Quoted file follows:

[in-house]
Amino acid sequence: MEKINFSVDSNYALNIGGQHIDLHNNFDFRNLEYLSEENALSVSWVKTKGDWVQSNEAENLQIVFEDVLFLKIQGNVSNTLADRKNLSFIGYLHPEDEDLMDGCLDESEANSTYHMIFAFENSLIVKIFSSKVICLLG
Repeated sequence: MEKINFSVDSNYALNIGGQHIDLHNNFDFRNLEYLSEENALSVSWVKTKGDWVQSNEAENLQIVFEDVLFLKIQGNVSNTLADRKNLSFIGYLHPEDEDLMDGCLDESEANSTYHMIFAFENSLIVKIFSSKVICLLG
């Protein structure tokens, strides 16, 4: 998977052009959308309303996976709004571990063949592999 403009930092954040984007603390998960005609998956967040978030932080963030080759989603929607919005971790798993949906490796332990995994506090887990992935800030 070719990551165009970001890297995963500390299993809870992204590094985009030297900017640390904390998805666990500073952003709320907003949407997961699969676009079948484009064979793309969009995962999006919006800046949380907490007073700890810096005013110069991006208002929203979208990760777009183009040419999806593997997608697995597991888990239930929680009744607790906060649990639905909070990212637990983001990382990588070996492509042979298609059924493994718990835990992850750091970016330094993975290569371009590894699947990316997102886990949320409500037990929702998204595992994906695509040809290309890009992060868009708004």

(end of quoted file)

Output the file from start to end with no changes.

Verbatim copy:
[in-house]
Amino acid sequence: MEKINFSVDSNYALNIGGQHIDLHNNFDFRNLEYLSEENALSVSWVKTKGDWVQSNEAENLQIVFEDVLFLKIQGNVSNTLADRKNLSFIGYLHPEDEDLMDGCLDESEANSTYHMIFAFENSLIVKIFSSKVICLLG
Repeated sequence: MEKINFSVDSNYALNIGGQHIDLHNNFDFRNLEYLSEENALSVSWVKTKGDWVQSNEAENLQIVFEDVLFLKIQGNVSNTLADRKNLSFIGYLHPEDEDLMDGCLDESEANSTYHMIFAFENSLIVKIFSSKVICLLG
């Protein structure tokens, strides 16, 4: 998977052009959308309303996976709004571990063949592999 403009930092954040984007603390998960005609998956967040978030932080963030080759989603929607919005971790798993949906490796332990995994506090887990992935800030 070719990551165009970001890297995963500390299993809870992204590094985009030297900017640390904390998805666990500073952003709320907003949407997961699969676009079948484009064979793309969009995962999006919006800046949380907490007073700890810096005013110069991006208002929203979208990760777009183009040419999806593997997608697995597991888990239930929680009744607790906060649990639905909070990212637990983001990382990588070996492509042979298609059924493994718990835990992850750091970016330094993975290569371009590894699947990316997102886990949320409500037990929702998204595992994906695509040809290309890009992060868009708004």